The Stack Archive Feature

Rethinking cooling design in the data centre

Thu 29 Jun 2017 | Neil Yule

Cloud computing and computer networking concept

Neil Yule, President at Munters Data Centres, discusses how data centre cooling is evolving to meet the industry’s focus on energy efficiency…

The amount of energy needed for cooling the world’s data centres is huge and is expected to triple over the next 10 years, both in terms of cost and in environmental impact. 30 to 40% of energy consumption in a typical data centre is attributed to cooling. Thermal loads inside data centres and electronic enclosures must be managed efficiently, so it is critical for data centre operators to use solutions that minimise energy consumption.

New products are pushing the cooling boundaries by offering not only an energy efficient system using the latest fan and heat exchanger technologies but also solutions that can be scaled and optimised for various building designs.

These can include single or multi-storey facilities with various deployments such as perimeter, rooftop, gantry rooftops, as well as other factors such as regional hot and humid climates and locations.

munters-fig-1Cooling design

When selecting cooling systems, data centre managers and engineers should first consider what type of technology they desire. If they are interested in energy efficient cooling products and opt for evaporative cooling they have two options available, indirect or direct.

Indirect is highly suited to areas where there are external influences and contaminants such as air pollution from airports, crops, smog, insects and industrial emissions. Indirect solutions keep the air in a closed loop and never mix the flow with these potentially damaging factors.

With indirect evaporative cooling, a secondary (scavenger) air stream is cooled by water. The cooled secondary air stream goes through a heat exchanger, where it cools the primary air stream. The cooled primary air stream is circulated by a blower.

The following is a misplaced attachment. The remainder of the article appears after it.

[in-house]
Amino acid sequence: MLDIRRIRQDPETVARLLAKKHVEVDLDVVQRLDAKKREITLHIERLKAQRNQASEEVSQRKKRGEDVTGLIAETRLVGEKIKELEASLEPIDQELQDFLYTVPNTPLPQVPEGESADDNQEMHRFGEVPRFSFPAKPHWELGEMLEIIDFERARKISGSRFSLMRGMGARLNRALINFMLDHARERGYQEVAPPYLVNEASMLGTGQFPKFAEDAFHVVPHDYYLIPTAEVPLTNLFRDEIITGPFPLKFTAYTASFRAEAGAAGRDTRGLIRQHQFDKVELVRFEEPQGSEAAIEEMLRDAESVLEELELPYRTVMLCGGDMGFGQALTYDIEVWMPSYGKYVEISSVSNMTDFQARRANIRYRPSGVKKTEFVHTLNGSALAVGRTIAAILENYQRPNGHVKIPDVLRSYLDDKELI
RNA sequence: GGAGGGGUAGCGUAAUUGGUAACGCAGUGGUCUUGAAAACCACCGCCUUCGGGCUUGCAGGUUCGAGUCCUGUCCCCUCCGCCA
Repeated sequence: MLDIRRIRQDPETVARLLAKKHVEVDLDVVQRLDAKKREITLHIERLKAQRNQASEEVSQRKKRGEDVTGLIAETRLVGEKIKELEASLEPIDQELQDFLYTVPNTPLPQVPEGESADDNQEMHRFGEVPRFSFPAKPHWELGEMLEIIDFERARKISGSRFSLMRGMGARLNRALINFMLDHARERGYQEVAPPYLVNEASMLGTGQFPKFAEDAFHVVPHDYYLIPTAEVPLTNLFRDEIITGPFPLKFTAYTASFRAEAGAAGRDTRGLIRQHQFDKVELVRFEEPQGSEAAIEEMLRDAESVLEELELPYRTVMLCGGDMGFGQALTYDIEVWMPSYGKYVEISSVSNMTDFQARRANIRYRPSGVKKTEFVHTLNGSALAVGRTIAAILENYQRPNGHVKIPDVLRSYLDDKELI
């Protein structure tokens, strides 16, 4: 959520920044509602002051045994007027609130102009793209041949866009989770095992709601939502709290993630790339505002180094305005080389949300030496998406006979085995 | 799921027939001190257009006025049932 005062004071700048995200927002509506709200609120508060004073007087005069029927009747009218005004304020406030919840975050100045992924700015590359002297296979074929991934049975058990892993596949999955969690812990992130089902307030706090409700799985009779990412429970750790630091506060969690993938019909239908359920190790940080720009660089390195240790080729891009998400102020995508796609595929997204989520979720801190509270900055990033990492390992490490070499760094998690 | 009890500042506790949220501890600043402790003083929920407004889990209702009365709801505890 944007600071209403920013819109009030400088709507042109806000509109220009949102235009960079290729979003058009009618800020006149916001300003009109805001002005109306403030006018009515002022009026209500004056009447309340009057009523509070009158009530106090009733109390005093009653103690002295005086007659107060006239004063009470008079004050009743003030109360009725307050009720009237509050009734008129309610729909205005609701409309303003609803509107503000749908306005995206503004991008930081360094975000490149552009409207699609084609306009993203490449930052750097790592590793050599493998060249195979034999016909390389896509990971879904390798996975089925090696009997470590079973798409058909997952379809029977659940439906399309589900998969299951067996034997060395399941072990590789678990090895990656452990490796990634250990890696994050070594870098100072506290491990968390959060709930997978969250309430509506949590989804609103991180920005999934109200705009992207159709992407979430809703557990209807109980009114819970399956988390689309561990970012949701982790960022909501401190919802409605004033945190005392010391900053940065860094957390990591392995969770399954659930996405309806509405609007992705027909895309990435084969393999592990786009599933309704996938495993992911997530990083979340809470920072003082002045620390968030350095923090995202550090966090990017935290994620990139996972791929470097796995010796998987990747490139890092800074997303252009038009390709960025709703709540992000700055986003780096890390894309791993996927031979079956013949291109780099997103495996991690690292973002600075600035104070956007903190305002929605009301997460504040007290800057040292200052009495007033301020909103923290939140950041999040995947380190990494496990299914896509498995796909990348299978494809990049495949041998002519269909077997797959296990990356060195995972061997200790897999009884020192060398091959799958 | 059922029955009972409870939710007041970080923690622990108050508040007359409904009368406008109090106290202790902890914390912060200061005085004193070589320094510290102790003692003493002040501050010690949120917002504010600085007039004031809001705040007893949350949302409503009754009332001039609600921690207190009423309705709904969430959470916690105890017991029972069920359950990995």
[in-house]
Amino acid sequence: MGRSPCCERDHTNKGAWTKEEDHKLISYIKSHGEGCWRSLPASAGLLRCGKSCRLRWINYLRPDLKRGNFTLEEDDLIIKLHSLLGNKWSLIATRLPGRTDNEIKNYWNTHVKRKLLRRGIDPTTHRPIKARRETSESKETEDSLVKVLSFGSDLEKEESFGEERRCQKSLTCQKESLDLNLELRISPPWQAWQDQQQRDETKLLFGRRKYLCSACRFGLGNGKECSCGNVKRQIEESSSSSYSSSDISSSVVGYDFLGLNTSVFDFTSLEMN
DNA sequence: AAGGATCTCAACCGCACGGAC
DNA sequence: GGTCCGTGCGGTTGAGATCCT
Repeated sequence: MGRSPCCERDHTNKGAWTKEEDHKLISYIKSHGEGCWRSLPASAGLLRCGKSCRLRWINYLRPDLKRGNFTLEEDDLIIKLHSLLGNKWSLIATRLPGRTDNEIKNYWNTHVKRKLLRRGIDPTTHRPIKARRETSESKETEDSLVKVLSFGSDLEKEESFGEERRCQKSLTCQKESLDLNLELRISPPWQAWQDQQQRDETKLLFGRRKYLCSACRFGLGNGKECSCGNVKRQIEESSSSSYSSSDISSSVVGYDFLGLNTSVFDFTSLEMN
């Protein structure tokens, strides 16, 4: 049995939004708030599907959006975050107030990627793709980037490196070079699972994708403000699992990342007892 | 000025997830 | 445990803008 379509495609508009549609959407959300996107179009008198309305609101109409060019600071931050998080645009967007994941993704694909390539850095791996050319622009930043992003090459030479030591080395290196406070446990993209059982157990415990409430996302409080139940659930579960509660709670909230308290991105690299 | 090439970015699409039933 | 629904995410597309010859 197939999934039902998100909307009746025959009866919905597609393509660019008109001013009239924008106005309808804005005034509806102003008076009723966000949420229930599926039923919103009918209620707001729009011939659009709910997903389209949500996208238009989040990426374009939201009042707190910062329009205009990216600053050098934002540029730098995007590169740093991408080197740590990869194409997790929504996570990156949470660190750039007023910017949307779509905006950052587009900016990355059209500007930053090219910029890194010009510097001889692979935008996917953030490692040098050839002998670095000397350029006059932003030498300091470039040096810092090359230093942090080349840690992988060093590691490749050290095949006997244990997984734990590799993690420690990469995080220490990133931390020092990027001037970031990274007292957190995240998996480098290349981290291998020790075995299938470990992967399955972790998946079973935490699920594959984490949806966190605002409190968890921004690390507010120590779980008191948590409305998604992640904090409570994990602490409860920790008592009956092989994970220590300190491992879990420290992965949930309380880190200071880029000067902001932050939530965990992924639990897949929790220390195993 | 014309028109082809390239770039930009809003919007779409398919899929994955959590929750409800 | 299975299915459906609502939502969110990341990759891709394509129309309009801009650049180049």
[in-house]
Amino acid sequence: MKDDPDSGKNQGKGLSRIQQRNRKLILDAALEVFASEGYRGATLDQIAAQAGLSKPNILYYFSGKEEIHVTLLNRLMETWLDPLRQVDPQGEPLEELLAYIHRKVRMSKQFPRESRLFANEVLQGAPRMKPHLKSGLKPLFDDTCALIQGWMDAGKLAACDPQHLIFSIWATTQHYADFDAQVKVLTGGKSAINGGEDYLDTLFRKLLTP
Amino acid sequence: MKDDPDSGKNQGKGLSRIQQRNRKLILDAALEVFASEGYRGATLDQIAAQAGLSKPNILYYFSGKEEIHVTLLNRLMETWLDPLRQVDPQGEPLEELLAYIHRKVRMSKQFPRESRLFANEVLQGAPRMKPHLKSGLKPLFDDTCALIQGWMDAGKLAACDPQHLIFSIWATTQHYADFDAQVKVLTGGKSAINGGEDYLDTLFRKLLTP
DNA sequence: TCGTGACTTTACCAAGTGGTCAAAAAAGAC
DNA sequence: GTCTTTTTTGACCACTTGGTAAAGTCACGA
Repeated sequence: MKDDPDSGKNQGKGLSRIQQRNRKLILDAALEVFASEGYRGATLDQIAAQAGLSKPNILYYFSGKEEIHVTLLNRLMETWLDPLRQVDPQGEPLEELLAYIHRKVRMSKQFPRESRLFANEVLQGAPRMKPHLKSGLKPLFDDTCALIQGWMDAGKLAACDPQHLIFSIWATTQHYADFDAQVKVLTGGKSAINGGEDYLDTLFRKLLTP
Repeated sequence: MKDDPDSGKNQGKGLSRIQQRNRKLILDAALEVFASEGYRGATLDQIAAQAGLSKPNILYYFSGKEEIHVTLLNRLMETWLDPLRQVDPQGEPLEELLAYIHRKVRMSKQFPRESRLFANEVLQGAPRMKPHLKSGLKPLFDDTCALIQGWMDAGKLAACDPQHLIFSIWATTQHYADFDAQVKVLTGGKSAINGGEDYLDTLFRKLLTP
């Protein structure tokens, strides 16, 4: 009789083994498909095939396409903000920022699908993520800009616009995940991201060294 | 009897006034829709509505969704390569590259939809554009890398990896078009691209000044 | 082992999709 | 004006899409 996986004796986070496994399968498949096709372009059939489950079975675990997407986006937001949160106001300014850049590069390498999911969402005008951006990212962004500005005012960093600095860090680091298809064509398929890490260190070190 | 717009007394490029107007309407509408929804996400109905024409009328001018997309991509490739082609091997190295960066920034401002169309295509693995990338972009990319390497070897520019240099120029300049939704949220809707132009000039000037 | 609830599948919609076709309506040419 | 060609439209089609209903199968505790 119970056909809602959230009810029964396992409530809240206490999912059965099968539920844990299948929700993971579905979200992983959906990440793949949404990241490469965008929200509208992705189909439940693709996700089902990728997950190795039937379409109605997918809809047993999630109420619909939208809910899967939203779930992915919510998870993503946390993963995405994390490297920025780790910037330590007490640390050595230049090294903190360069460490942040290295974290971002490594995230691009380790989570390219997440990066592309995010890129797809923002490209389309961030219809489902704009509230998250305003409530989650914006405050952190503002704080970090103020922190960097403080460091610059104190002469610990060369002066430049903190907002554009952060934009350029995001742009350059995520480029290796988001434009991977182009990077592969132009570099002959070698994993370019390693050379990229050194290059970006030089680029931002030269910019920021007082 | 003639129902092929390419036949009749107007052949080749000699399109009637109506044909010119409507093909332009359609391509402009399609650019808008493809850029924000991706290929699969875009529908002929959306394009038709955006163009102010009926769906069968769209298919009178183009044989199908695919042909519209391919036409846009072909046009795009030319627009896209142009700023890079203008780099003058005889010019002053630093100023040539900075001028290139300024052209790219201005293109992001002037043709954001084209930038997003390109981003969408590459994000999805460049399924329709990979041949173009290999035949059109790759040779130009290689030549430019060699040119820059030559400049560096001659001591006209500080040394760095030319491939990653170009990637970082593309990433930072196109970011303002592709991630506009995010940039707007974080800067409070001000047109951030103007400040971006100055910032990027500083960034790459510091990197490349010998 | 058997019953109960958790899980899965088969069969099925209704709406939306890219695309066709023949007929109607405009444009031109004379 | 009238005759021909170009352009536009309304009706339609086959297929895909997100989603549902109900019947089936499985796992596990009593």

munters-fig-2Such low-energy indirect evaporative cooling solutions can be designed to be scalable for future growth, to tackle tropical climates, local air pollution, multi-storey data halls, and to meet specific shipping requirements.

With savings up to 75% in energy costs, compared to water-cooled chillers with CRAHs, this energy efficient solution can also lead to massive savings in infrastructure and space.

APAC challenges

Looking specifically at the APAC region, the issues faced are a combination of land availability, air pollution and choice of cooling solutions. Data centre priorities in this region also tend to be focused on energy efficiency; availability (power connectivity and uptime) and total cost. Following this, M&E capacity and security and control are key considerations.

munters-fig-3Other factors include dealing with humidity and tropical climates, air pollution and the ability to increase scalability ranging from modular to hyperscale data centres.

Configurable systems available today are able to satisfy all of these concerns. The latest cooling solutions are not only energy efficient but can also be applied to most installation types including multi-level high rise buildings for built up areas.

In addition, these technologies can also free up electrical power for core business and increase the available electrical power by up to 37%. Operators can thus efficiently maximise the load within the data hall.

Experts featured:

Neil Yule

Business Area President


cooling Data Centre feature
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